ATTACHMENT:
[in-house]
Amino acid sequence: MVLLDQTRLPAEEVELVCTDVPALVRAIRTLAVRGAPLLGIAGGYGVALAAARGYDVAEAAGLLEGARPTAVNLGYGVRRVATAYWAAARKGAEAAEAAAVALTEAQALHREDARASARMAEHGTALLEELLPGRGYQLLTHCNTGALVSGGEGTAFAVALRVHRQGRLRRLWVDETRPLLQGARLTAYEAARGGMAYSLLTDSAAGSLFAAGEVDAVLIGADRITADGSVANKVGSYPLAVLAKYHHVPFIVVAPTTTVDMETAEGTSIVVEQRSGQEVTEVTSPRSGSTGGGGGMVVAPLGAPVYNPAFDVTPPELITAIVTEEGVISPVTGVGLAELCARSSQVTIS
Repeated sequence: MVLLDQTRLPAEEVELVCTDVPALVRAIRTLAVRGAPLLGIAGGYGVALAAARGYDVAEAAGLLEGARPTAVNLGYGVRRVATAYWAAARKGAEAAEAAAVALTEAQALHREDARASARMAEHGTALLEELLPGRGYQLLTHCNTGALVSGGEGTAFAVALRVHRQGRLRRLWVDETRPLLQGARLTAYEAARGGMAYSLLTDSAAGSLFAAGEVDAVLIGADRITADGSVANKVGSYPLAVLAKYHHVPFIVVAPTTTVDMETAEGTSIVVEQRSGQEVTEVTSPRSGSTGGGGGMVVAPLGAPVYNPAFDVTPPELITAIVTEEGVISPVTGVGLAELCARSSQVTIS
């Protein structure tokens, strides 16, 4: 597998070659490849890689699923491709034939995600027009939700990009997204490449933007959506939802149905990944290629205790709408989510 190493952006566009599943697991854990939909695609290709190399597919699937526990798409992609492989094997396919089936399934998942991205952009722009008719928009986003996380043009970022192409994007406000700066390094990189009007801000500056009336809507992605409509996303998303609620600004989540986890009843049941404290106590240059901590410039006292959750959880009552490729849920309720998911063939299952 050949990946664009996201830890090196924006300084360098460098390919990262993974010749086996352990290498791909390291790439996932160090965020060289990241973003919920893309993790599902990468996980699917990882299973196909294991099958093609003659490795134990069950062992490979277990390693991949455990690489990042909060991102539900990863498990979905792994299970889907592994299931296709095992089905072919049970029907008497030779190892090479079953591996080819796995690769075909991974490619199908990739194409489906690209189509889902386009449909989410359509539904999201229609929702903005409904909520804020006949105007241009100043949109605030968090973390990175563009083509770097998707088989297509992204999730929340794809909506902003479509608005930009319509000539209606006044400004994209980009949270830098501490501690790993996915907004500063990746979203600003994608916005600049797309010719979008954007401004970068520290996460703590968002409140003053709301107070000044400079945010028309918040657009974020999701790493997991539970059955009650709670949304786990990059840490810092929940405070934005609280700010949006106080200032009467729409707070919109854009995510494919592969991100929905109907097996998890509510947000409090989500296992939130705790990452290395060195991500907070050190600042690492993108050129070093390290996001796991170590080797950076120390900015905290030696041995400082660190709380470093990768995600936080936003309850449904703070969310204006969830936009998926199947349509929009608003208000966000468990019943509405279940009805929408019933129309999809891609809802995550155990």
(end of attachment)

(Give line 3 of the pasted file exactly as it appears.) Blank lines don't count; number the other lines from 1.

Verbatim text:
Repeated sequence: MVLLDQTRLPAEEVELVCTDVPALVRAIRTLAVRGAPLLGIAGGYGVALAAARGYDVAEAAGLLEGARPTAVNLGYGVRRVATAYWAAARKGAEAAEAAAVALTEAQALHREDARASARMAEHGTALLEELLPGRGYQLLTHCNTGALVSGGEGTAFAVALRVHRQGRLRRLWVDETRPLLQGARLTAYEAARGGMAYSLLTDSAAGSLFAAGEVDAVLIGADRITADGSVANKVGSYPLAVLAKYHHVPFIVVAPTTTVDMETAEGTSIVVEQRSGQEVTEVTSPRSGSTGGGGGMVVAPLGAPVYNPAFDVTPPELITAIVTEEGVISPVTGVGLAELCARSSQVTIS